Perhaps we have all missed some organizing principle of biological systems, or some general truth about them. Perhaps there is a way of looking at biological systems which will illuminate an inherent necessity in some aspect of the interactions of their parts that is completely missing from our artificial systems.

Thus, we argue, it is only by returning to biology - Varela's re-enchantment of the concrete [17] -that progress can be made.

2 Enactive Artificial Intelligence

The enactive paradigm was initially conceived as an embodied and phenomenologically informed alternative to mainstream cognitive science [18] that grew out of biological autonomy and autopoiesis, the minimal organization of living systems [19][20]. As explained by Froese and Di Paolo [21], the enactive approach consists of a core set of ideas, namely autonomy, sense-making, emergence, embodiment, and experience, which find novel applications in a diverse range of disciplines such as biology, phenomenology, artificial life, social science, robotics, psychology, and neuroscience. Defining autonomy as the organizational closure necessary for (and the self-reference inherent in) the process of self-production allows for the creative enaction of a meaningful world through identity constitution and applies equally well to biological systems (the immune and nervous systems, single-cell and multi-cellular organisms), social systems and mechanical systems. Better yet, this approach has a lot to say about social interaction forming the dynamics constitutive of both individual agency [22][23] and social cognition [24] and thus runs the gamut "from cell to society and back again".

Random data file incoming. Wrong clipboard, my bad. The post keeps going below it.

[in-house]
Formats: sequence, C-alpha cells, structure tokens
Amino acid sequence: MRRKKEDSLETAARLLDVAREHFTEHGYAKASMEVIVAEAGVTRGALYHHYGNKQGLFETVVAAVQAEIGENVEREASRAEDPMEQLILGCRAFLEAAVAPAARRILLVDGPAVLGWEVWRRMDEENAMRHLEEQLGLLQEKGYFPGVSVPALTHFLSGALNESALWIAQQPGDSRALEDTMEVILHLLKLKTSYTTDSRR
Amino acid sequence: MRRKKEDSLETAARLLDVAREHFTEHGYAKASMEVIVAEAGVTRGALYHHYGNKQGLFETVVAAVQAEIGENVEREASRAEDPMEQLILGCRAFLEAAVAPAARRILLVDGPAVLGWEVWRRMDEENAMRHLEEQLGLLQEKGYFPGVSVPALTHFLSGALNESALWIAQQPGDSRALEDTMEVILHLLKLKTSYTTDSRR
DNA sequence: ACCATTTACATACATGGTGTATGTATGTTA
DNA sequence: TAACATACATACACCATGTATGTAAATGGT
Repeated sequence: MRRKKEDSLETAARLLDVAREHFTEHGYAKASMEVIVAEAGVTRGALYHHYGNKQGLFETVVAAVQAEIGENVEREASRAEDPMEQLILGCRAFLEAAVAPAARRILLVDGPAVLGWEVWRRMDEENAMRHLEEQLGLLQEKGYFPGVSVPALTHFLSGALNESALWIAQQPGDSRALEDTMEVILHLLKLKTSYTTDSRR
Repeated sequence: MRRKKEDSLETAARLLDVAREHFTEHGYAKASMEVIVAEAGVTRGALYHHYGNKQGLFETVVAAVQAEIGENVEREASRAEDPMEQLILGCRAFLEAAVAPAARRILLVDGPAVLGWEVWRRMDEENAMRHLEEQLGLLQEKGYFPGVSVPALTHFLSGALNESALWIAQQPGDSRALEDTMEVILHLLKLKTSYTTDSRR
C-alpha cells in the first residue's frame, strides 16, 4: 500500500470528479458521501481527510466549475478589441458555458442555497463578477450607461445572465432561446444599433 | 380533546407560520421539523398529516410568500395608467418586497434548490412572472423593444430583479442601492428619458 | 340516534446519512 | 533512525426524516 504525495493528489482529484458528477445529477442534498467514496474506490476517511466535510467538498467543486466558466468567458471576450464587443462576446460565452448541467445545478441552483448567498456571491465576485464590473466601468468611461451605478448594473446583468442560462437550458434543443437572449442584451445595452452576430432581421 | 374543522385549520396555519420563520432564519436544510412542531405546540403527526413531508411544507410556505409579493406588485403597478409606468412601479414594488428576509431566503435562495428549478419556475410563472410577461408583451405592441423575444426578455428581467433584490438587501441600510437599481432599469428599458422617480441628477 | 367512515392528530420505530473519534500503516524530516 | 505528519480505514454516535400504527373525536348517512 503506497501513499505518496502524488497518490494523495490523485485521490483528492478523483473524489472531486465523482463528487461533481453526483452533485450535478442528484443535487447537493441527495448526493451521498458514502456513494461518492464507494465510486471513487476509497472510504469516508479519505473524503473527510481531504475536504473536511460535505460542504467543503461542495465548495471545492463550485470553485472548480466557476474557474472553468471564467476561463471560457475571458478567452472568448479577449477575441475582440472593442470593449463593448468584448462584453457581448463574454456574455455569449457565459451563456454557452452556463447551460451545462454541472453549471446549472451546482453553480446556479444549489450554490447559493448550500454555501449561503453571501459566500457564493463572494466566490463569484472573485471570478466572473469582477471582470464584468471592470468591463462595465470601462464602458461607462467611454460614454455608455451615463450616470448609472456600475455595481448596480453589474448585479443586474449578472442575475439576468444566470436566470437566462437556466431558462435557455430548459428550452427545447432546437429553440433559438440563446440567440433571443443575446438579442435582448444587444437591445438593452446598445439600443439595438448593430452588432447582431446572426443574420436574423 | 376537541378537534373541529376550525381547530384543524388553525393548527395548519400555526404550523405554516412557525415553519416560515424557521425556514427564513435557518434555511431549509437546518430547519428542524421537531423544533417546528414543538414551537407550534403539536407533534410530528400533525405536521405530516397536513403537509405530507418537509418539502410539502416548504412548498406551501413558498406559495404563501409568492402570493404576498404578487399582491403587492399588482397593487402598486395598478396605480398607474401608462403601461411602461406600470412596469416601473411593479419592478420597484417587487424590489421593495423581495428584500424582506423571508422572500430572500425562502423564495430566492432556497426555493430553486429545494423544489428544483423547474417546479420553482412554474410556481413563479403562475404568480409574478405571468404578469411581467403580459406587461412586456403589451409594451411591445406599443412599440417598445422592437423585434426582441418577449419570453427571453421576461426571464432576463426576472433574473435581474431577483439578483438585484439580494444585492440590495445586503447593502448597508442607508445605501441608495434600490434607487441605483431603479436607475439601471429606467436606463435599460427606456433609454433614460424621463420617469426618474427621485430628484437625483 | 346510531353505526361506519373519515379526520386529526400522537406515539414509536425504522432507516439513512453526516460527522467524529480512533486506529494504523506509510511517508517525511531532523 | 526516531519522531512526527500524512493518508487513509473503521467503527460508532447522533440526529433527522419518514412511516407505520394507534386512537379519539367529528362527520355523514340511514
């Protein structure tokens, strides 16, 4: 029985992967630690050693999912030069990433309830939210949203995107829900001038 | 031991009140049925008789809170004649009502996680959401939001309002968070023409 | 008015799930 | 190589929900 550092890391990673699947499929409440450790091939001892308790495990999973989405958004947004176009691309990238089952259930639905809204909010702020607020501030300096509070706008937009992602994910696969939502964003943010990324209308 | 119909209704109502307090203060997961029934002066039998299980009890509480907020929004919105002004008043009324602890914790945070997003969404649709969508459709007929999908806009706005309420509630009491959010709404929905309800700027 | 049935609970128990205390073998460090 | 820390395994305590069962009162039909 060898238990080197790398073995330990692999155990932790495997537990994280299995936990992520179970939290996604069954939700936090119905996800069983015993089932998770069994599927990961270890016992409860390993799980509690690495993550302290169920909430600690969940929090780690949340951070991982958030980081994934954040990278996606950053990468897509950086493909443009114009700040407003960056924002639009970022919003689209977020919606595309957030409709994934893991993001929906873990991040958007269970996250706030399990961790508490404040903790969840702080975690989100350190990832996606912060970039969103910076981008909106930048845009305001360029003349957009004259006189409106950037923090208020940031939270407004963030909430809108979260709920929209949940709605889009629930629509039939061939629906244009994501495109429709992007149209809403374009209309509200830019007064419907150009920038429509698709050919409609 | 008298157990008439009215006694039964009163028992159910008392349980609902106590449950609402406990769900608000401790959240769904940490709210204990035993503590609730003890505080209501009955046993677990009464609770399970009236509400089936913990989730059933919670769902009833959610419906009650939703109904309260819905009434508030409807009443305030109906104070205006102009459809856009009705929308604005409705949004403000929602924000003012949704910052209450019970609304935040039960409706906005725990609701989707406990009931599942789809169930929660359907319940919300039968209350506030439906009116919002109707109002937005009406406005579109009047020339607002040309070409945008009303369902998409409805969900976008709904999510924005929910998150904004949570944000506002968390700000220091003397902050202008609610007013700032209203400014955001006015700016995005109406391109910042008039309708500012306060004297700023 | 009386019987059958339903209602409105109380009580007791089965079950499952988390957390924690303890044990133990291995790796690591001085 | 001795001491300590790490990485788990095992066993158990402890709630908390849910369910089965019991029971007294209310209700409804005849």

Traditional robots and AI programs remain composed of "an externally defined collection of components that we have merely chosen to designate as an 'agent' by convention" [21] with arbitrary choices distinguishing the system from the environment [25] and which "only have meaning because we give it to them" [12]. In contrast, an enactive system is organized in such a way that its activity is both the 'cause and effect' of its own autonomous organization. It has an essentially self-constituted identity, because its own generative activity demarks what is to count as part of the system and what belongs to the environment, and meaning and understanding are generated relative to that active identity. Indeed, Weber and Varela [26] have gone so far as to propose "a basic revision of the understanding of teleology in biological sciences" by "accepting that organisms are subjects having purposes according to values encountered in the making of their living" and thus have an intrinsic/immanent teleology arising from their biological autonomy and biological individuality.

Searle [6] can only be answered when a system is formed by deep causal connections with the environment intertwining identity and cognition [27]. Programmed-in knowledge and actions provide only the shallowest and most brittle referents for the symbol structures that systems must manipulate. Brooks tried to program creatures but evolutionary methods allow robots to learn instead. Law and Miikkulainen's approach [28] "explicitly rejects built-in task-specific knowledge" and "leaves the entire structure of the processing machinery up to evolution" -- focusing on "learning the relation between sensors and effectors" tabula rasa rather than manually adding ever-increasing knowledge. Di Paolo [29][30][31][32] focused on "organismically-inspired" robotics and reproduced homeostatic adaptation to inversion of the visual field and other sensorimotor disruptions. Oudeyer [33][34][35] tackled autonomous mental development with "The Playground Experiment" while Demiris and Dearden [36] ran the gamut from motor-babbling to hierarchical learning by imitation.